By Scott Cameron
My brother decided it was high time we put an end to the winter and enjoyed the pleasures of spring. Winters can be very dark, long and cold in northern Minnesota. My brother must have been totally fed up. He has always been an extremist and decided to take matters into his own hands on this occasion.
I was already out of breath standing atop the bridge over the Clearwater River having run up the hill from the old river beach where we used to swim as children. After a long debate, that was where we decided to put in the canoe. I watched with my heart in my throat as he shot through the old saw mill dam without wearing a lifejacket the day after the ice went out.
Wannigans, Dams and Such
In the olden days, a “wannigan” was, as far as I could tell, the Native American word for more or less “boat house”. The word came from Chippewa and, more specifically, Ojibwa. One of them tried to make it over the old saw mill dam. I reckon my brother had a slightly better chance in our canoe.
The Joys of Spring
For us spring meant we were finally able to canoe and fish on the Clearwater River and the Red Lake River. The two rivers ran through our town and met at a point where they joined the Red Lake River system flowing up to Hudson Bay.
As spring started to arrive, we used to bet when the ice would go out on the Clearwater. The earliest I can remember was March 17 but it was usually much later (at least until global warming set in). The ice on the Red Lake River tended to go out a bit later because it was bigger and had a slower current.
The ice going out on the Clearwater was very important to my brothers and me because, more than any calendar event, it defined the precise moment when spring arrived. Even more, the ice going out meant that the many joys of our rivers would soon begin to materialize.
These joys included no less than rod fishing, spear fishing, bow and arrow fishing, swimming, canoeing and jumping off the old railroad bridge and its ice breakers. Such joys required you, presumably, to wait a little while until the water warmed up a bit. Not for my brother.
The Rapid Shoot through the Old Saw Mill Dam
How could my brother even think he could make it through the rapid shoot of the old saw mill dam in a canoe with so much icy water pouring through and so many ice kegs to deal with?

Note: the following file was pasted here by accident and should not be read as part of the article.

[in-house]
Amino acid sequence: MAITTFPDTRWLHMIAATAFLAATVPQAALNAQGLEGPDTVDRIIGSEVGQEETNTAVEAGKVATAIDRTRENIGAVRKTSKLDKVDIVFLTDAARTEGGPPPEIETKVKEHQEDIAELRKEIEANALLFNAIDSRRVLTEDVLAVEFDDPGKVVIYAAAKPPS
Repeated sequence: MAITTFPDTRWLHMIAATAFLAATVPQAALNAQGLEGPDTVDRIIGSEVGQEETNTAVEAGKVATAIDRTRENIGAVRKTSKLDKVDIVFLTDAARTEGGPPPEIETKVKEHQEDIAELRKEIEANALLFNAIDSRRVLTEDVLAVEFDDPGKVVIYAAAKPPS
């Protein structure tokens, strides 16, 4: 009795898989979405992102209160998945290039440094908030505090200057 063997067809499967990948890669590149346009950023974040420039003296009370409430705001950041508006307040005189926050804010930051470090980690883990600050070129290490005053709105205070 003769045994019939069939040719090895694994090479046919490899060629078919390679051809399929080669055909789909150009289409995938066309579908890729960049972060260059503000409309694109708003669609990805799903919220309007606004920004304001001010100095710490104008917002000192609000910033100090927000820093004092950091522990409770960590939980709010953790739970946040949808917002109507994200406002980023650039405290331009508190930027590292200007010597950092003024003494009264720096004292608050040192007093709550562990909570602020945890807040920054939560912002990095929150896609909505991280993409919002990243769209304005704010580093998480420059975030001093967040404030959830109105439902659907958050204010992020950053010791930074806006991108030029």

An “ice keg” may not even be an appropriate American English term but where we grew up it meant a large shard of ice floating, submerged or stuck on the rocks after the ice went out. In essence, ice kegs are large blocks of stationary or floating ice resulting from the break up of the winter ice on a river. Together with the resulting ice jams created, they can make it extremely dangerous to even stand near the Clearwater River when the ice goes out.
My brother insisted it would be “fun” to shoot the rapids through the old saw mill dam and that I was being a coward by not joining him. In the end, we agreed to disagree but under no circumstances would I consider joining him on his near-suicidal mission.
My brother always knew how to wind me up. After I insisted that he needed to wear a lifejacket, he finally made one concession. He agreed to “sit” on a lifejacket so that it would be available if necessary. We both knew in our hearts that if the canoe flipped on him, the lifejacket would be more or less useless given the ice kegs everywhere in the rapids and the ice-water he would experience.
Lake Agassiz and the Two Rivers
The history of glacial Lake Agassiz explains why the Clearwater River and the Red Lake River are so beautiful and violent at the same time. Lake Agassiz was bigger then all the Great Lakes combined following the last ice age more than 10,000 years ago. The southern shore was only a couple of miles from my hometown of Red Lake Falls, Minnesota.
As the Earth warmed, some of the water from this huge glacial lake poured through a basin that included my hometown. The results were beautiful clay cliffs, incredible rivers, multi-coloured granite rocks and white-water rapids. The clay cliffs in my hometown remind me now of the white chalk cliffs of Dover in England.
The remnants of Lake Agassiz still have a profound effect on the landscape of Canada and the Midwest United States. Among other features, Lake Winnipeg, Lake Manitoba and Lake of the Woods linger in its receding geological footprint. Each lake is situated on the northern side of the continental divide which geologically determines whether a drop of rainwater flows south to the Gulf of Mexico or north to Hudson Bay.
The Swedish Summer Song